Six Key Ingredients for an Effective Website

Share:
Sales
Sales
Book Excerpt: Companies need to actually communicate with customers via their website, especially if they are using it for online sales and want to ensure customer engagement and conversion.

"When customers with an urgent issue want to get hold of you and can't, they may become frustrated and angry," writes Marsha Collier in The Ultimate Online Customer Service Guide: How to Connect with Your Customers to Sell More! According to Collier it is imperative to let customers know that they can reach you easily and in a variety of ways, since this "goes a long way towards preventing them from reaching the boiling point."

Companies can include limitless information about themselves on their website, but to ensure an engaging customer experience there are six key ingredients that are imperative to have on the site, including two things far too many companies hide from customers: a mailing address and a phone number.

In this excerpt from The Ultimate Online Customer Service Guide, Collier describes the six website must-haves:

Using Your Web Site to Connect With Your Customer

No matter how simple it may be, most businesses need a Web site. If you don't have a Web site, you should begin creating one today. If you do have a Web site, you are either selling your products or services there-or you're not. Being online (even if you're not selling products) is important so your prospective clients can get a clear picture of you, your staff, and your offerings.

If you're selling on the Web, your site is your home base for customer service connections. And since shoppers are notorious for abandoning orders pre-checkout, you must make sure you have done all you can to ensure that they click that Pay Now button. It's not just about offering quality merchandise; it's about establishing trust with, and inspiring confidence in, your buyers.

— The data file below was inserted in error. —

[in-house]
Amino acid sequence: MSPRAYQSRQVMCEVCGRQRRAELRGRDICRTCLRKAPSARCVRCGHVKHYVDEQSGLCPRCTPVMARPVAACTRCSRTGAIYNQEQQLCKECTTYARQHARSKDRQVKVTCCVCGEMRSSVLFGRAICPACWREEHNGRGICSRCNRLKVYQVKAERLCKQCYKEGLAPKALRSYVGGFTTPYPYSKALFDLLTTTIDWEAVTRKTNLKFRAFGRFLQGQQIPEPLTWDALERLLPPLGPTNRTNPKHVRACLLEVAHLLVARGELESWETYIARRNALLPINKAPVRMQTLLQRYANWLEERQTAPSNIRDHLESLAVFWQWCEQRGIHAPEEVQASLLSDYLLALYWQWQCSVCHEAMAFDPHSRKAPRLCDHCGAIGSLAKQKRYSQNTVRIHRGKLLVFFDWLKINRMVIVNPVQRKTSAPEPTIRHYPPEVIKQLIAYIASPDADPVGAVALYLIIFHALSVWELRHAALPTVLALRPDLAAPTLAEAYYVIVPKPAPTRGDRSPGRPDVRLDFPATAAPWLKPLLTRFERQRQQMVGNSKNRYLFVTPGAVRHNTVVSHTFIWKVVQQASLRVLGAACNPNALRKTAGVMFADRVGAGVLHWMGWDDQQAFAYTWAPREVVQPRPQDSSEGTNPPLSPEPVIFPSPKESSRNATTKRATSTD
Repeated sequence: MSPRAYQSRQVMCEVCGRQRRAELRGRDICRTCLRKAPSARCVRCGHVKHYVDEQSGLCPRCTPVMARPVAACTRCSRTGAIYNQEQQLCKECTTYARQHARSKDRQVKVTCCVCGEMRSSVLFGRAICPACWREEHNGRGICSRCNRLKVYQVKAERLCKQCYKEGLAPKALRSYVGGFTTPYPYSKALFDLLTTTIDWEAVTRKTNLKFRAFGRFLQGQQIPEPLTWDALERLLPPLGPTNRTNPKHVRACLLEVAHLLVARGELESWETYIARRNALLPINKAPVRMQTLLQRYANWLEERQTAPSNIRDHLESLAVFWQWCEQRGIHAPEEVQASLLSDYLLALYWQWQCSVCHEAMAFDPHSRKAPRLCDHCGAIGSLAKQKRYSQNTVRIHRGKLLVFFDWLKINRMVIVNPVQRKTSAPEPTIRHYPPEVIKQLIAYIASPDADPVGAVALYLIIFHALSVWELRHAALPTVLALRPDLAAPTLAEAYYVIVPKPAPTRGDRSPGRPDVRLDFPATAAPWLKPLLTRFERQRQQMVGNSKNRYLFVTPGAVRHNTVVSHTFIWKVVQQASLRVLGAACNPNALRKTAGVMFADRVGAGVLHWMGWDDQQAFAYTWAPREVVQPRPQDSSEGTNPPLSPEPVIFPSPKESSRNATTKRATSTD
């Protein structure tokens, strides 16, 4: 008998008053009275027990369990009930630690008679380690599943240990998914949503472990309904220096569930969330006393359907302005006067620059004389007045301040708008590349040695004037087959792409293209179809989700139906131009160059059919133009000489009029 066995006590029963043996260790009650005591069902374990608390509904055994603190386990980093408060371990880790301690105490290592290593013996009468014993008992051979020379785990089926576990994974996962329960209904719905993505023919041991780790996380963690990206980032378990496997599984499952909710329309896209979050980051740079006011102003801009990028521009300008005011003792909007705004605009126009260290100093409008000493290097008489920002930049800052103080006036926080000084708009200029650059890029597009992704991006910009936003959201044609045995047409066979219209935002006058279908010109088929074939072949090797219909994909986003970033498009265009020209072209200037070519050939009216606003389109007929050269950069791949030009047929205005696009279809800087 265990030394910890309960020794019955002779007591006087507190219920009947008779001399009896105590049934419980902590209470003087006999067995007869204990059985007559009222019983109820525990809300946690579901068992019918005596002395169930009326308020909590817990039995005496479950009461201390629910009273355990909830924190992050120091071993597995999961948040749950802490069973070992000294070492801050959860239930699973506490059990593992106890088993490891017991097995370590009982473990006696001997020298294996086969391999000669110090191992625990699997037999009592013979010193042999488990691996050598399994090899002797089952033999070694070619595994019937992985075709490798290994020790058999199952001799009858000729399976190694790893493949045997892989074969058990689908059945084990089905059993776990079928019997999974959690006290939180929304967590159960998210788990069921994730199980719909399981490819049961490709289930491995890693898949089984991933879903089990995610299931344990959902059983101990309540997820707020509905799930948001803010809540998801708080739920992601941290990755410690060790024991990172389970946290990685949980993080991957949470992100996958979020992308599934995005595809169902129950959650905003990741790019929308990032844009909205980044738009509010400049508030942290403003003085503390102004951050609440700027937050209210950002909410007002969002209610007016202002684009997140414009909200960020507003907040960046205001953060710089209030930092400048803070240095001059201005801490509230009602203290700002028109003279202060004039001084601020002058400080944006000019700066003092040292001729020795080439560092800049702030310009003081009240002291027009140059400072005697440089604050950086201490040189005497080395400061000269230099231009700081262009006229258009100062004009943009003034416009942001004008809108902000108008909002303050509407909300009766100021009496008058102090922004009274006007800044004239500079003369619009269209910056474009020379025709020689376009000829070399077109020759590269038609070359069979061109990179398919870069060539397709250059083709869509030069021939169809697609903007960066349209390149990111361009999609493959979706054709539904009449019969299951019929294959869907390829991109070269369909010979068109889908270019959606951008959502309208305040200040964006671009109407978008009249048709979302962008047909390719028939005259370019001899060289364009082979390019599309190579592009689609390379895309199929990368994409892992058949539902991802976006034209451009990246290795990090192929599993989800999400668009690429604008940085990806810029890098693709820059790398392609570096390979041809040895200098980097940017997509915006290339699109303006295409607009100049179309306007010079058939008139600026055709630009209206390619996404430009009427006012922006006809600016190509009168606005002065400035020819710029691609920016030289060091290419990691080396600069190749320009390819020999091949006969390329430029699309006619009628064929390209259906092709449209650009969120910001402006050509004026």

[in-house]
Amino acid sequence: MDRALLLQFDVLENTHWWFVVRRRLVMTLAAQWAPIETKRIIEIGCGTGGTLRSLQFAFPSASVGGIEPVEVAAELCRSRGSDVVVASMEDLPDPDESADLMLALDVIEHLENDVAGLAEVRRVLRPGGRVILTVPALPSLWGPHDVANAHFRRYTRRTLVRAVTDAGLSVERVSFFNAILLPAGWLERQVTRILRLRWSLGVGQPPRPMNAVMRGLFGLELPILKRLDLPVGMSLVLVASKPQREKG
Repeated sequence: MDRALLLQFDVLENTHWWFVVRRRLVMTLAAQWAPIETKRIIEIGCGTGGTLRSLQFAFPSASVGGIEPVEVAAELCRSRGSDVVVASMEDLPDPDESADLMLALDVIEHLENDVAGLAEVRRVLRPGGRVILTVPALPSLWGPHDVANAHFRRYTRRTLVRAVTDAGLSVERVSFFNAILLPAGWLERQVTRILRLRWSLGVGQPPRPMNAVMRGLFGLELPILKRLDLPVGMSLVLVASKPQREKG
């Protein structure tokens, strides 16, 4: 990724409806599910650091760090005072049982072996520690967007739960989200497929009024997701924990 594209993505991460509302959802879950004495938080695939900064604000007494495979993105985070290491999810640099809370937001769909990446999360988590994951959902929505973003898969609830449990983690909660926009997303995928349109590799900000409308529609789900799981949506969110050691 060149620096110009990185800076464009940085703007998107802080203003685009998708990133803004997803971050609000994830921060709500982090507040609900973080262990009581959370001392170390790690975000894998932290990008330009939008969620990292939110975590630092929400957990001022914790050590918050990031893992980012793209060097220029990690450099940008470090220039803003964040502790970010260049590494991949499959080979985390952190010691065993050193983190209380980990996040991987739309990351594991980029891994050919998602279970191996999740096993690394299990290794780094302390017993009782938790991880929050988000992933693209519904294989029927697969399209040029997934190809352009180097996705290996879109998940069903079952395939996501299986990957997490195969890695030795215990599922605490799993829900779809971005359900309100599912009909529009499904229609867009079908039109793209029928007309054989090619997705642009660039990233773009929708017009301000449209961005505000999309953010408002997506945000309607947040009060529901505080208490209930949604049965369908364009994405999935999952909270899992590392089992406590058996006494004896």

Here are a few things you should make sure to have on your Web site to help you gain your customers' trust:

  • Include a mailing address. Web sites that do not include an address tend to look suspicious to prospective buyers. And, note, an actual address is often better than a post office box number. If you run your business from home and have security issues, you can always rent a mailbox at a UPS store or the like. This will give you a physical location to attach to your business name; and the reassurance that you work in a physical space really helps customers regard you as a reputable business.
  • Provide a phone number. People like to know that they can reach a human being if they have a question on an item or a problem with an order. A Live Chat button is a nice addition for those who don't want to pick up a phone. (Don't forget to post the hours customers can reach someone through chat or phone.) More on how to set this up further on.
  • Include pertinent company information. If yours is a family-run business, say so! Tell the background story of your company, and provide information about the people involved. Customers like doing business with individuals like themselves. Also, tell them you are focused on customer satisfaction.